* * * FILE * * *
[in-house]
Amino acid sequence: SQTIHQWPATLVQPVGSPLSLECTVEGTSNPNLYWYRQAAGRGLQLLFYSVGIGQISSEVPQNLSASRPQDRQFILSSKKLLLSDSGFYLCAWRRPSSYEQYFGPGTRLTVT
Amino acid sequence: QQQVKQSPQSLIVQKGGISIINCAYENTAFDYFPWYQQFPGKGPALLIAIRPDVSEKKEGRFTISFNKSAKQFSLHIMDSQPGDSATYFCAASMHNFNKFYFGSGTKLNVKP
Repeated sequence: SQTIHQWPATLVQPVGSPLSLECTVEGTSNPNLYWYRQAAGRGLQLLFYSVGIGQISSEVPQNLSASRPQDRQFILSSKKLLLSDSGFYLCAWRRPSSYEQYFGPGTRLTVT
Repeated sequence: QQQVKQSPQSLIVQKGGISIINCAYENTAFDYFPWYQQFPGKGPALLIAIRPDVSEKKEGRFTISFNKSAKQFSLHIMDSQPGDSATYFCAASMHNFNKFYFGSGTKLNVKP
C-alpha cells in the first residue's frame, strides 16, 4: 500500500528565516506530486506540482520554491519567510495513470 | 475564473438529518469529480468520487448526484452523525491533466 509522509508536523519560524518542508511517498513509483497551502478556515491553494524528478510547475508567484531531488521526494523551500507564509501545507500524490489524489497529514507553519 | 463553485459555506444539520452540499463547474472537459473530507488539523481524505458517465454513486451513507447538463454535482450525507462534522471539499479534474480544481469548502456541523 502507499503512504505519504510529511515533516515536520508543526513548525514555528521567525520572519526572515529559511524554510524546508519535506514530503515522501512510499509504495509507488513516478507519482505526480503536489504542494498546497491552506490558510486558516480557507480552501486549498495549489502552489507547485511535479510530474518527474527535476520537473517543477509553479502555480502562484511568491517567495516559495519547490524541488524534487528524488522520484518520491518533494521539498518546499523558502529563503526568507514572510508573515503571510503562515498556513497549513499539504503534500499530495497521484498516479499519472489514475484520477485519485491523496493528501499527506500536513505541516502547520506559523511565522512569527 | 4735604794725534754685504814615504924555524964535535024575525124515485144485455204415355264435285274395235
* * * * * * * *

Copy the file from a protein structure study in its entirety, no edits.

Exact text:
[in-house]
Amino acid sequence: SQTIHQWPATLVQPVGSPLSLECTVEGTSNPNLYWYRQAAGRGLQLLFYSVGIGQISSEVPQNLSASRPQDRQFILSSKKLLLSDSGFYLCAWRRPSSYEQYFGPGTRLTVT
Amino acid sequence: QQQVKQSPQSLIVQKGGISIINCAYENTAFDYFPWYQQFPGKGPALLIAIRPDVSEKKEGRFTISFNKSAKQFSLHIMDSQPGDSATYFCAASMHNFNKFYFGSGTKLNVKP
Repeated sequence: SQTIHQWPATLVQPVGSPLSLECTVEGTSNPNLYWYRQAAGRGLQLLFYSVGIGQISSEVPQNLSASRPQDRQFILSSKKLLLSDSGFYLCAWRRPSSYEQYFGPGTRLTVT
Repeated sequence: QQQVKQSPQSLIVQKGGISIINCAYENTAFDYFPWYQQFPGKGPALLIAIRPDVSEKKEGRFTISFNKSAKQFSLHIMDSQPGDSATYFCAASMHNFNKFYFGSGTKLNVKP
C-alpha cells in the first residue's frame, strides 16, 4: 500500500528565516506530486506540482520554491519567510495513470 | 475564473438529518469529480468520487448526484452523525491533466 509522509508536523519560524518542508511517498513509483497551502478556515491553494524528478510547475508567484531531488521526494523551500507564509501545507500524490489524489497529514507553519 | 463553485459555506444539520452540499463547474472537459473530507488539523481524505458517465454513486451513507447538463454535482450525507462534522471539499479534474480544481469548502456541523 502507499503512504505519504510529511515533516515536520508543526513548525514555528521567525520572519526572515529559511524554510524546508519535506514530503515522501512510499509504495509507488513516478507519482505526480503536489504542494498546497491552506490558510486558516480557507480552501486549498495549489502552489507547485511535479510530474518527474527535476520537473517543477509553479502555480502562484511568491517567495516559495519547490524541488524534487528524488522520484518520491518533494521539498518546499523558502529563503526568507514572510508573515503571510503562515498556513497549513499539504503534500499530495497521484498516479499519472489514475484520477485519485491523496493528501499527506500536513505541516502547520506559523511565522512569527 | 4735604794725534754685504814615504924555524964535535024575525124515485144485455204415355264435285274395235